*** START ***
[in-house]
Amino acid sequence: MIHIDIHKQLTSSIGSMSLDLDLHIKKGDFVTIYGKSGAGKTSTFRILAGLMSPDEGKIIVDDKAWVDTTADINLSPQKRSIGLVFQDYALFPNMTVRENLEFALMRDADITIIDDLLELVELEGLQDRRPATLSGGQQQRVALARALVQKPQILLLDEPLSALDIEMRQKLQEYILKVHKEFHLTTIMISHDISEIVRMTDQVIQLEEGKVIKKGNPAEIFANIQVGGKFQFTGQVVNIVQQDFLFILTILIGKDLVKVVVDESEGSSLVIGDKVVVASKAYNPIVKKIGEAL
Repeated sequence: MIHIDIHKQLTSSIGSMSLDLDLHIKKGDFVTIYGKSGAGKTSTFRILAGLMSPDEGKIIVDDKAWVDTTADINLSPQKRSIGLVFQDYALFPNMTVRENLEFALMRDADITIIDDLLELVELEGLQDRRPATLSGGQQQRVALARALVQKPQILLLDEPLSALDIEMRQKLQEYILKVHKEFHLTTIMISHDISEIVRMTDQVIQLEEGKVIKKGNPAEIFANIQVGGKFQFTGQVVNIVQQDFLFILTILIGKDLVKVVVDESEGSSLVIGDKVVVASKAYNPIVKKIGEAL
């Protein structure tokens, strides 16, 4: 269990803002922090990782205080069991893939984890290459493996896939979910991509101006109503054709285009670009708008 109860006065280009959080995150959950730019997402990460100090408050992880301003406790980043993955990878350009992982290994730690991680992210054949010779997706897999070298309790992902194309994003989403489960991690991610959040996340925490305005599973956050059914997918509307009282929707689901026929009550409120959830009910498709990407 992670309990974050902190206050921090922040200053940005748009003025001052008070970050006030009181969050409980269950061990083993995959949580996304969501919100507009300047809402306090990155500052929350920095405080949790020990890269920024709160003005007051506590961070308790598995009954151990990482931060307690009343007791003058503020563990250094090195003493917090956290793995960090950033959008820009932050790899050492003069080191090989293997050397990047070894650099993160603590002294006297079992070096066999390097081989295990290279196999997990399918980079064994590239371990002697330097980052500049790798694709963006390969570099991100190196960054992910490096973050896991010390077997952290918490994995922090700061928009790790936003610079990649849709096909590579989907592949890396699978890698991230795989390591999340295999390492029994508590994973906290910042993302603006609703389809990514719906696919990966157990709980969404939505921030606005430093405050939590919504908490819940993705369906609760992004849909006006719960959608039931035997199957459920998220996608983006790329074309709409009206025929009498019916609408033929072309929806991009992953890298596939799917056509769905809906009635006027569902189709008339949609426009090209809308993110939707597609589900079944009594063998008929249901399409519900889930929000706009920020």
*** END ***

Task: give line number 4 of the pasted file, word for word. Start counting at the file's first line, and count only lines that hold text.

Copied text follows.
């Protein structure tokens, strides 16, 4: 269990803002922090990782205080069991893939984890290459493996896939979910991509101006109503054709285009670009708008 109860006065280009959080995150959950730019997402990460100090408050992880301003406790980043993955990878350009992982290994730690991680992210054949010779997706897999070298309790992902194309994003989403489960991690991610959040996340925490305005599973956050059914997918509307009282929707689901026929009550409120959830009910498709990407 992670309990974050902190206050921090922040200053940005748009003025001052008070970050006030009181969050409980269950061990083993995959949580996304969501919100507009300047809402306090990155500052929350920095405080949790020990890269920024709160003005007051506590961070308790598995009954151990990482931060307690009343007791003058503020563990250094090195003493917090956290793995960090950033959008820009932050790899050492003069080191090989293997050397990047070894650099993160603590002294006297079992070096066999390097081989295990290279196999997990399918980079064994590239371990002697330097980052500049790798694709963006390969570099991100190196960054992910490096973050896991010390077997952290918490994995922090700061928009790790936003610079990649849709096909590579989907592949890396699978890698991230795989390591999340295999390492029994508590994973906290910042993302603006609703389809990514719906696919990966157990709980969404939505921030606005430093405050939590919504908490819940993705369906609760992004849909006006719960959608039931035997199957459920998220996608983006790329074309709409009206025929009498019916609408033929072309929806991009992953890298596939799917056509769905809906009635006027569902189709008339949609426009090209809308993110939707597609589900079944009594063998008929249901399409519900889930929000706009920020």